• The apparatus essential to the modern chemical philosopher is much less bulky and expensive than that used by the ancients. An air-pump, an electrical machine, a voltaic battery (all of which may be upon a small scale), a blow-pipe apparatus, a bellows and forge, a mercurial and water gas apparatus, cups and basins of platinum and glass, and the common re-agents of chemistry, are what are required. All the implements absolutely necessary may be carried in a small trunk; and some of the best and most refined researches of modern chemists have been made by means of an apparatus which might with ease be contained in a small travelling carriage, and the expense of which is only a few pounds. The facility with which chemical inquiries are carried on, and the simplicity of the apparatus, offer additional reasons, to those I have already givev, for the pursuit of this science. It is not injurious to the health; the modern chemist is not like the ancient one, who passed the greater part of his time exposed to the heat and smoke of a furnace, and the unwholesome vapours of acids and alkalies, and other menstrua, of which, for a single experiment, he consumed several pounds. His processes may be carried on in the drawing-room, and some of them are no less beautiful in appearance than satisfactory in their results. It was said, by an author belonging to the last century, of alchemy, “ that its beginning was deceit, its progress labour, and its end beggary.” It may be said of modern chemistry, that its beginning is pleasure, its progress knowledge, and its objects truth and utility.'-pp. 250, 251.
The spirit of curious speculation leads our author into a sixth dialogue (called Pola, because it treats of that interesting place) with which the work closes. Though full of curious information, and abounding in just and philosophic views, it yet offers nothing which would justify us in farther prolonging this article.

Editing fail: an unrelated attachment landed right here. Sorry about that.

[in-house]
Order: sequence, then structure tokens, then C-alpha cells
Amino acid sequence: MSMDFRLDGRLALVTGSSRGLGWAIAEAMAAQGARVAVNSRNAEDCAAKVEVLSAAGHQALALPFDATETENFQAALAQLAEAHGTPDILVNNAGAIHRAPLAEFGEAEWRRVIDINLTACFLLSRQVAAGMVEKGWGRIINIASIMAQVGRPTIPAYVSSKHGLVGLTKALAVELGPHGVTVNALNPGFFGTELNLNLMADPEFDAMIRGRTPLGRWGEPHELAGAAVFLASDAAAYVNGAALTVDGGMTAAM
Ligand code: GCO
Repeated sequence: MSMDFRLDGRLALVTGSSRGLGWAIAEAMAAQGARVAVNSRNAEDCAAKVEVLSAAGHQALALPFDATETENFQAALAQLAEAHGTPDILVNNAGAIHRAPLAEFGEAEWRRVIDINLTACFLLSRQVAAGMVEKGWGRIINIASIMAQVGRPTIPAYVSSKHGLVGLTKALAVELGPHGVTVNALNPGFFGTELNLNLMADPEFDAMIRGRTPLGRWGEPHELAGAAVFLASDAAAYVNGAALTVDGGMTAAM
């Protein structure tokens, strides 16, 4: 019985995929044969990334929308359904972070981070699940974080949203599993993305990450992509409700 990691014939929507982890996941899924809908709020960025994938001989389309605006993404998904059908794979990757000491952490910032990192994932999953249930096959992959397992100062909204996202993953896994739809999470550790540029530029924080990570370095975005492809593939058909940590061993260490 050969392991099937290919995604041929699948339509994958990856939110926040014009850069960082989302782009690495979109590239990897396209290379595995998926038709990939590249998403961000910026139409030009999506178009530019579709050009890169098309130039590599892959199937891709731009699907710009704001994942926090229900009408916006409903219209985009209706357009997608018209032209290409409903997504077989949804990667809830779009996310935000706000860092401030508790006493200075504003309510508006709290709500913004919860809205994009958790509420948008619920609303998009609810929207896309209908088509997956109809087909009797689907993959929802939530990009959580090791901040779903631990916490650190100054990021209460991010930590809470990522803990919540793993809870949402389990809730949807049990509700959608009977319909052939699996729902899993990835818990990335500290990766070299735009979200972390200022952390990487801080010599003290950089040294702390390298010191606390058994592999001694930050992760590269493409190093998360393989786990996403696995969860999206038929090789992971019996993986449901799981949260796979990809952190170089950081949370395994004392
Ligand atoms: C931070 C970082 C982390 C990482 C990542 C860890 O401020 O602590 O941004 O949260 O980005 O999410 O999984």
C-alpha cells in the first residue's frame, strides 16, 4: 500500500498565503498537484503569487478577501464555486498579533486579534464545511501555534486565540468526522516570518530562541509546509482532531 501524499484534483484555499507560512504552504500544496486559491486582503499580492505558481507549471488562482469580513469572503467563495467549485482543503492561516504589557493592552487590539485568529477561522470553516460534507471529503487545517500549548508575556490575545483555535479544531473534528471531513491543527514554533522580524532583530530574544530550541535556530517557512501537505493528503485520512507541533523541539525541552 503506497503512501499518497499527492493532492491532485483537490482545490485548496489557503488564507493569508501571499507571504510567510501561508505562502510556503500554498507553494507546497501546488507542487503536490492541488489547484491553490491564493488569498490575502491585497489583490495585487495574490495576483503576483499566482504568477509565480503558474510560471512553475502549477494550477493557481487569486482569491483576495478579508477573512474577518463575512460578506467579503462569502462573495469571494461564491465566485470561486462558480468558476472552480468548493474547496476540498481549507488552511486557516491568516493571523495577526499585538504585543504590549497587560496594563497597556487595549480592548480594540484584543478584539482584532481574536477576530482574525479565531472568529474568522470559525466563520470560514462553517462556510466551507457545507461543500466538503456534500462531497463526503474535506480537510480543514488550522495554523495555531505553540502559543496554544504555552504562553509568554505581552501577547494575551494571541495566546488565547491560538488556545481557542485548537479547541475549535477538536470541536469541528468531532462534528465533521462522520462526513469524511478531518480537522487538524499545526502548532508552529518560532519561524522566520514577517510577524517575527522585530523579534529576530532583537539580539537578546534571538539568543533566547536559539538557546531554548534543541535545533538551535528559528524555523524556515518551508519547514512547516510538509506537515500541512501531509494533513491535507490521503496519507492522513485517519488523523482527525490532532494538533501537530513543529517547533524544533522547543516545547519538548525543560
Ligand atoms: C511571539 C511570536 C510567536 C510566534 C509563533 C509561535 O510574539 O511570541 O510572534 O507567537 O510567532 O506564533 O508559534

It may be superfluous in us to say, that we have been greatly delighted with this work. Not that we do not think its gravity and metaphysics greatly misplaced ; and that the pages of the Philosophical Transactions would be a more becoming receptacle for a good deal of its contents, than a work destined for indiscriminate perusal. But what constitutes, to our senses, the charm of this book, is the stern and unflinching loyalty which it testifies, on the part of Sir H. Davy, to the great Christian Dispensation. His is not the support of a half-bred savant, who takes up religion as a material for calling forth his ingenuity; who regards it as a political expedient, as a mere useful supplement to the law, in controuling mankind; he is a sincere believer in Revelation, and it is a consoling and happy reflection to think that he who has dived so deeply into the mysterious processes of nature, who has been enabled, as it were, to test the truths of Christianity by a reference to natural operations, should have given his undoubted assent to a faith
which, after all, affords in a worldly sense, the only satisfactory clae! to the origin and destiny of the world. We cannot, however, close our observations without noticing the very striking partiality which is shewn through this book for the religion of the Roman Catholic. The ideal Ambrosio, who is professedly a Catholic, is presented to us, clothed in all the attractions of the rarest and most valuable qualities; he is the victor in every intellectual contest; he is per- ! mitted to be the leading advocate whenever the fundamental prin- i ciples of Christianity are assailed; he is pictured as combining the loftiest mental powers with a due submission to the authority of his church; and even of the Scriptures, from which it is the common opinion that Roman Catholics are estranged by their religious authorities, Ambrosio appears as the cordial champion. He is likewise allowed to introduce à defence of his creed, where it is not immediately called for, in reference to one of those particulars, upon which popular opinion, it would appear, is most astray. In a later part of this work, the author in his own character uses these words, my views are not in opposition with the opinions that the cool judgment and sound and humble faith of Ambrosio hare led me since to embrace. However this be, Sir H. Davy has in this little work built up for himself a monument, which indicates not, indeed, the extent and the vast advantages of his scientific research, but which exhibits the far more interesting portrait of a man, who holds in adequate estimation the blessings of religion, and who endeavours to sustain it by the suffrage of science,science, so often a truant to this, the most important interest of mankind.